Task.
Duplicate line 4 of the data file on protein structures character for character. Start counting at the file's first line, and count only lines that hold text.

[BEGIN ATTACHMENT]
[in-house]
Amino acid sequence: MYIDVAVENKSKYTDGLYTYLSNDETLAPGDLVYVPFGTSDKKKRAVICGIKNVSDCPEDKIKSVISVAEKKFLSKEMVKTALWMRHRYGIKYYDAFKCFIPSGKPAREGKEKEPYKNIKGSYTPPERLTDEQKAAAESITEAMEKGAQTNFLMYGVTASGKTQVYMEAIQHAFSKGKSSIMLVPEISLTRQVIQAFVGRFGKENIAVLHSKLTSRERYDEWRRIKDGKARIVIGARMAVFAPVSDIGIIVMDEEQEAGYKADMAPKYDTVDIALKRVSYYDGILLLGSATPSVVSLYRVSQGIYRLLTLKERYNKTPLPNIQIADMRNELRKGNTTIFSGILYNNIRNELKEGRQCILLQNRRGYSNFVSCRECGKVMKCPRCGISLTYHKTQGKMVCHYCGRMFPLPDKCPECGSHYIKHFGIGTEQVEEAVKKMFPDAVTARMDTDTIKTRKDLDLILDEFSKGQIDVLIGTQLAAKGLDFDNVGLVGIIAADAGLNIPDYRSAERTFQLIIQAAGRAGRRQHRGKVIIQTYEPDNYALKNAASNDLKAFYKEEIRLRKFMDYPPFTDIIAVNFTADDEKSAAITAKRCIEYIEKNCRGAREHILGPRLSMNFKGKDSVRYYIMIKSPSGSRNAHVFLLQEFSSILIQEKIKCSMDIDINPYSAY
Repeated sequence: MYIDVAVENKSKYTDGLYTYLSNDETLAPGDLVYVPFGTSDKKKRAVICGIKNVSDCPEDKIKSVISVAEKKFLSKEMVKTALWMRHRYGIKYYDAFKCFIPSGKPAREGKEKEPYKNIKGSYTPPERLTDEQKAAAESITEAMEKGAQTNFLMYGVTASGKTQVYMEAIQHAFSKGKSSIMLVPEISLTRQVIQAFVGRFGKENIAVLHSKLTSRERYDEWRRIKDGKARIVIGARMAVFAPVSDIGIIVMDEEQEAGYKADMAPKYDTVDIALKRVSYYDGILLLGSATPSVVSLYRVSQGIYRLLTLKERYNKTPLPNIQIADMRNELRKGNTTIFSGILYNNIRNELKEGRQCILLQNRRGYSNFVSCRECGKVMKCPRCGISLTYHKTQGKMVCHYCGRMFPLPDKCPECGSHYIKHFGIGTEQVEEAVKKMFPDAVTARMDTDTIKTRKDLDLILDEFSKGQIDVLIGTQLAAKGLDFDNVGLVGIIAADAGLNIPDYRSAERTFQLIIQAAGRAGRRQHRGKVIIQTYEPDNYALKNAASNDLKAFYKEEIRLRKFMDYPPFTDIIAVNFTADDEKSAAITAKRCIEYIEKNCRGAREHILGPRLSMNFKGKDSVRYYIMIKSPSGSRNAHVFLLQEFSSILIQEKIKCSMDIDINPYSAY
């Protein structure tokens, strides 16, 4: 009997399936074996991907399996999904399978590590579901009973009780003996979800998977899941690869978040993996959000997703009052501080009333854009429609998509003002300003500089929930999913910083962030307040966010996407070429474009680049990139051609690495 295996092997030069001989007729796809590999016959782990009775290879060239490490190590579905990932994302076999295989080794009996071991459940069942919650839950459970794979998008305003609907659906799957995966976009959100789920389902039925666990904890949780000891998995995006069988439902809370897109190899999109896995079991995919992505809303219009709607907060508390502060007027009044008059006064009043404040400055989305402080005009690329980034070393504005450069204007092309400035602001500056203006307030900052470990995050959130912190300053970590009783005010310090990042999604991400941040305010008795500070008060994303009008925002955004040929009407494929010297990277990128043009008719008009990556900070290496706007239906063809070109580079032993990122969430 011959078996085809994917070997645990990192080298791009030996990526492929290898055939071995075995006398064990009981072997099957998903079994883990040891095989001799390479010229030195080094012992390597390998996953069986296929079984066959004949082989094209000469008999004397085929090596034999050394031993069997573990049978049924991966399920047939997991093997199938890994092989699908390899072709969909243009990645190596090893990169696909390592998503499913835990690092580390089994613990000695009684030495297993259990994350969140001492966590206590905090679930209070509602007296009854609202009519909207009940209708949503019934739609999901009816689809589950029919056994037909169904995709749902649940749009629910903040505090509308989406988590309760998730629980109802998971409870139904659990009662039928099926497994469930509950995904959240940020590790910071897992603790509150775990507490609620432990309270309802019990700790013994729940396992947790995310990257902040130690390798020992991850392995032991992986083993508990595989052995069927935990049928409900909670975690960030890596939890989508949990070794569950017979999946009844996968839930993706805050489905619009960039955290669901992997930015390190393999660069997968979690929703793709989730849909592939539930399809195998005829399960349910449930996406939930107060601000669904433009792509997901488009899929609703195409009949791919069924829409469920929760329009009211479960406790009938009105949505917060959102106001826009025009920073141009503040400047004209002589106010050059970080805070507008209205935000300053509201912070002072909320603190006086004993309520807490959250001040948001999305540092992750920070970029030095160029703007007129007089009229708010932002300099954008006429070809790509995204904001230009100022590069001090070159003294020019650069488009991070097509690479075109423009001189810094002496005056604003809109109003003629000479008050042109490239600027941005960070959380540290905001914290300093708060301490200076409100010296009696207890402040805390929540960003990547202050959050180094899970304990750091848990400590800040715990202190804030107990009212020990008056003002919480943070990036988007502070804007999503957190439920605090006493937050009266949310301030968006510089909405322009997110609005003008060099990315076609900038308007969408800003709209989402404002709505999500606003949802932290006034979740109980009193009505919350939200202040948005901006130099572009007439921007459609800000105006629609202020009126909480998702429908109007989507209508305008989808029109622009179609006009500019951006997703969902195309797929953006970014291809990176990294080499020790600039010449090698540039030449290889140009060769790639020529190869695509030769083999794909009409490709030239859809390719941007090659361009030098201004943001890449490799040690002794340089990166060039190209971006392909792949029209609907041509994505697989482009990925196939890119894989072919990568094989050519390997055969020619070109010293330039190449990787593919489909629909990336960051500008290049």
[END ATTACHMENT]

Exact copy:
């Protein structure tokens, strides 16, 4: 009997399936074996991907399996999904399978590590579901009973009780003996979800998977899941690869978040993996959000997703009052501080009333854009429609998509003002300003500089929930999913910083962030307040966010996407070429474009680049990139051609690495 295996092997030069001989007729796809590999016959782990009775290879060239490490190590579905990932994302076999295989080794009996071991459940069942919650839950459970794979998008305003609907659906799957995966976009959100789920389902039925666990904890949780000891998995995006069988439902809370897109190899999109896995079991995919992505809303219009709607907060508390502060007027009044008059006064009043404040400055989305402080005009690329980034070393504005450069204007092309400035602001500056203006307030900052470990995050959130912190300053970590009783005010310090990042999604991400941040305010008795500070008060994303009008925002955004040929009407494929010297990277990128043009008719008009990556900070290496706007239906063809070109580079032993990122969430 011959078996085809994917070997645990990192080298791009030996990526492929290898055939071995075995006398064990009981072997099957998903079994883990040891095989001799390479010229030195080094012992390597390998996953069986296929079984066959004949082989094209000469008999004397085929090596034999050394031993069997573990049978049924991966399920047939997991093997199938890994092989699908390899072709969909243009990645190596090893990169696909390592998503499913835990690092580390089994613990000695009684030495297993259990994350969140001492966590206590905090679930209070509602007296009854609202009519909207009940209708949503019934739609999901009816689809589950029919056994037909169904995709749902649940749009629910903040505090509308989406988590309760998730629980109802998971409870139904659990009662039928099926497994469930509950995904959240940020590790910071897992603790509150775990507490609620432990309270309802019990700790013994729940396992947790995310990257902040130690390798020992991850392995032991992986083993508990595989052995069927935990049928409900909670975690960030890596939890989508949990070794569950017979999946009844996968839930993706805050489905619009960039955290669901992997930015390190393999660069997968979690929703793709989730849909592939539930399809195998005829399960349910449930996406939930107060601000669904433009792509997901488009899929609703195409009949791919069924829409469920929760329009009211479960406790009938009105949505917060959102106001826009025009920073141009503040400047004209002589106010050059970080805070507008209205935000300053509201912070002072909320603190006086004993309520807490959250001040948001999305540092992750920070970029030095160029703007007129007089009229708010932002300099954008006429070809790509995204904001230009100022590069001090070159003294020019650069488009991070097509690479075109423009001189810094002496005056604003809109109003003629000479008050042109490239600027941005960070959380540290905001914290300093708060301490200076409100010296009696207890402040805390929540960003990547202050959050180094899970304990750091848990400590800040715990202190804030107990009212020990008056003002919480943070990036988007502070804007999503957190439920605090006493937050009266949310301030968006510089909405322009997110609005003008060099990315076609900038308007969408800003709209989402404002709505999500606003949802932290006034979740109980009193009505919350939200202040948005901006130099572009007439921007459609800000105006629609202020009126909480998702429908109007989507209508305008989808029109622009179609006009500019951006997703969902195309797929953006970014291809990176990294080499020790600039010449090698540039030449290889140009060769790639020529190869695509030769083999794909009409490709030239859809390719941007090659361009030098201004943001890449490799040690002794340089990166060039190209971006392909792949029209609907041509994505697989482009990925196939890119894989072919990568094989050519390997055969020619070109010293330039190449990787593919489909629909990336960051500008290049």